Updated June 2010
Fireworks Risk Management
fireworks displays generally draw large crowds and are the
event around which other activities are planned. Although
the 4th of July is the most popular time for fireworks displays,
firework shows occur year round.
the years, fireworks displays have become significantly more
technical and use larger and more sophisticated shells and
electronic triggering devices. These factors, combined with
increasing liability concerns, have led to increased use of
firms specializing in providing packaged fireworks displays.
Contracting with professionals has improved the safety of
these events. Consumer Product Safety Commission accident
statistics confirm that fireworks are the safest when handled
summer we see injuries as a result of fireworks displays.
Through proper planning and management you can significantly
reduce the possibility of injuries at your display.
are our risk management tips to help assure a successful fireworks
an expert. Use a professional fireworks display
operator who has gone through training programs and received
certification in putting on fireworks displays. Don't
try to do the display in-house.
Insurance. Your policy probably excludes fireworks.
Most do. So it's important that you make certain the display
operators has insurance and that you are named as an Additional
Insured on their policy.
early for your permit. Usually several municipality
departments must approve the planning of your display,
including fire, parks & recreation, and police.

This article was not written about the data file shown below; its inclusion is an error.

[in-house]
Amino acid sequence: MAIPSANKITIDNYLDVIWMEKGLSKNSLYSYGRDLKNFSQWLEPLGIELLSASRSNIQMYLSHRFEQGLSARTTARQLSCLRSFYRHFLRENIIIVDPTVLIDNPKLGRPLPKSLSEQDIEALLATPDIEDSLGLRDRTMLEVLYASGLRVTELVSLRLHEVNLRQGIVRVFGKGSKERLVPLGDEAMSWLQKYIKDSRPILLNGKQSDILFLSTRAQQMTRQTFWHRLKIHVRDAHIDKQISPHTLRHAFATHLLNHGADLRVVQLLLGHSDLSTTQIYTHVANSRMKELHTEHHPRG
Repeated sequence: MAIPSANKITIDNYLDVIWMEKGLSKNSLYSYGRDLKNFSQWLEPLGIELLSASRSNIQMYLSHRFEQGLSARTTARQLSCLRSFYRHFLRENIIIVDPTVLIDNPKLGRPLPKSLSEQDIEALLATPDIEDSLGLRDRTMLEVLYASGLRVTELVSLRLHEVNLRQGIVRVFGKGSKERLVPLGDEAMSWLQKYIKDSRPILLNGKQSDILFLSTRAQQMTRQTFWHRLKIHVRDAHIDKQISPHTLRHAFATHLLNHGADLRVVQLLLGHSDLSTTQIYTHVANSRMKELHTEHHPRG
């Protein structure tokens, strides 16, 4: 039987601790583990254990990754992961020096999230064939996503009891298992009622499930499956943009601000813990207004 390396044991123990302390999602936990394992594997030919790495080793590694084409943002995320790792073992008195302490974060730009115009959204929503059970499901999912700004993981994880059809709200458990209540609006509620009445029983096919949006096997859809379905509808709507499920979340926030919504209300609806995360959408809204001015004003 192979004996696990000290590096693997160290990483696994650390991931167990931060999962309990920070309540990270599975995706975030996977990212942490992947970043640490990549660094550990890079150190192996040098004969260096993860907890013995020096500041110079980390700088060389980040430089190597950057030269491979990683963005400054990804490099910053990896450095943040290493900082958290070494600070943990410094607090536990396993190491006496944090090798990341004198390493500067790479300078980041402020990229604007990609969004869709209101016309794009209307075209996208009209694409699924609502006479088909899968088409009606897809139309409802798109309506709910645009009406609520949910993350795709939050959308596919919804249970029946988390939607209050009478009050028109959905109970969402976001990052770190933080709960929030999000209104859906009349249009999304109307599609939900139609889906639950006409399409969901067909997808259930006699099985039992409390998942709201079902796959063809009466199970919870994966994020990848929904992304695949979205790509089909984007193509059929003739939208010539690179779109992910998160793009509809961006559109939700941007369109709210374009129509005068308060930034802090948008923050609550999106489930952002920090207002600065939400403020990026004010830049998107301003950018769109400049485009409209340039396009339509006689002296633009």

your site. Site characteristics will have an
impact on how the display is planned. The site must include
adequate open space to create a fallout area for fireworks.
This fallout area should be free of spectators, vehicles,
combustible materials and overhead objects. Experts say
Minimum distance from the launch area to the spectators
should be a radius of at least 70 feet per inch of the
internal diameter of the largest mortar used. For example,
if the largest mortar is 6 inches, the crowd should be
back at least 420 feet. These are minimum distances; you
may need to increase them due to site characteristics,
weather conditions or other factors.
the event. Have spotters to constantly monitor
the show and the fallout. Winds can change and alter the
direction of the fallout. On-the-fly adjustments of shooting
direction to compensate may be necessary.
Event Caution. The fallout area can be just as
dangerous after an event as it is during. Do not allow
the public back in this area until it can be inspected
to recover unexploded shells and clean up other debris
that could present a hazard. Inspection should be done
immediately after the display, then again in the morning